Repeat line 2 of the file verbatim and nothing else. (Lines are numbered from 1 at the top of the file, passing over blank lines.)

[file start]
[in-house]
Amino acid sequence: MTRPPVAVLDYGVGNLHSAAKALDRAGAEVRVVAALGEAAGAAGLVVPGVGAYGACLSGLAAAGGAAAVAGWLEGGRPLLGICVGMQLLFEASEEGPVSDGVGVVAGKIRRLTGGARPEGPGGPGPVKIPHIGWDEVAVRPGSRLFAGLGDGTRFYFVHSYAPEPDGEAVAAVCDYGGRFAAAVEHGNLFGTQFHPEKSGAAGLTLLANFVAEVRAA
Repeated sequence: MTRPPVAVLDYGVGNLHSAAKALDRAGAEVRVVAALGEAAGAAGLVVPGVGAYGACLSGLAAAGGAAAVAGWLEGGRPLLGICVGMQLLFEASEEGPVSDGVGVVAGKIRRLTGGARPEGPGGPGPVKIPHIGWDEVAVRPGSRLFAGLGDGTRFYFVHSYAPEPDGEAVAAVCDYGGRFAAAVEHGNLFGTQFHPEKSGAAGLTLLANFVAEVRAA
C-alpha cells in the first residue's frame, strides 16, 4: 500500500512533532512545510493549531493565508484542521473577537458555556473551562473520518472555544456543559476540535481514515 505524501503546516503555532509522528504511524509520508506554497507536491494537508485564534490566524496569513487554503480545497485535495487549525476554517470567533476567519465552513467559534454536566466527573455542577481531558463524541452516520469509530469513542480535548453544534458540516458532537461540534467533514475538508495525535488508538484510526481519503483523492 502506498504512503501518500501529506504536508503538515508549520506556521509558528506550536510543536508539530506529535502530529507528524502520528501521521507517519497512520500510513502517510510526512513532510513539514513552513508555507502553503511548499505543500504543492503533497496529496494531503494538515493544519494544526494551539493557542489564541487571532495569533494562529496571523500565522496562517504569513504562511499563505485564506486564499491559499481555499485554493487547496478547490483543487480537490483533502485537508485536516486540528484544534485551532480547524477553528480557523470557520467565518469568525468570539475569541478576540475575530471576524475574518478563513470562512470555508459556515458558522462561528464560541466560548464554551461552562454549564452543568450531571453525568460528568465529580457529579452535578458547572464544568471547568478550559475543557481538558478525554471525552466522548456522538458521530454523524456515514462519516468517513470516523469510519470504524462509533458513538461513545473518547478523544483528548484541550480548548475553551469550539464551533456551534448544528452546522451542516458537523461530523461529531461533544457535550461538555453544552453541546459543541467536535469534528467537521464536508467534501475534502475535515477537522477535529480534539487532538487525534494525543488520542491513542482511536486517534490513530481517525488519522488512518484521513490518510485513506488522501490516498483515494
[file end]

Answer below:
Amino acid sequence: MTRPPVAVLDYGVGNLHSAAKALDRAGAEVRVVAALGEAAGAAGLVVPGVGAYGACLSGLAAAGGAAAVAGWLEGGRPLLGICVGMQLLFEASEEGPVSDGVGVVAGKIRRLTGGARPEGPGGPGPVKIPHIGWDEVAVRPGSRLFAGLGDGTRFYFVHSYAPEPDGEAVAAVCDYGGRFAAAVEHGNLFGTQFHPEKSGAAGLTLLANFVAEVRAA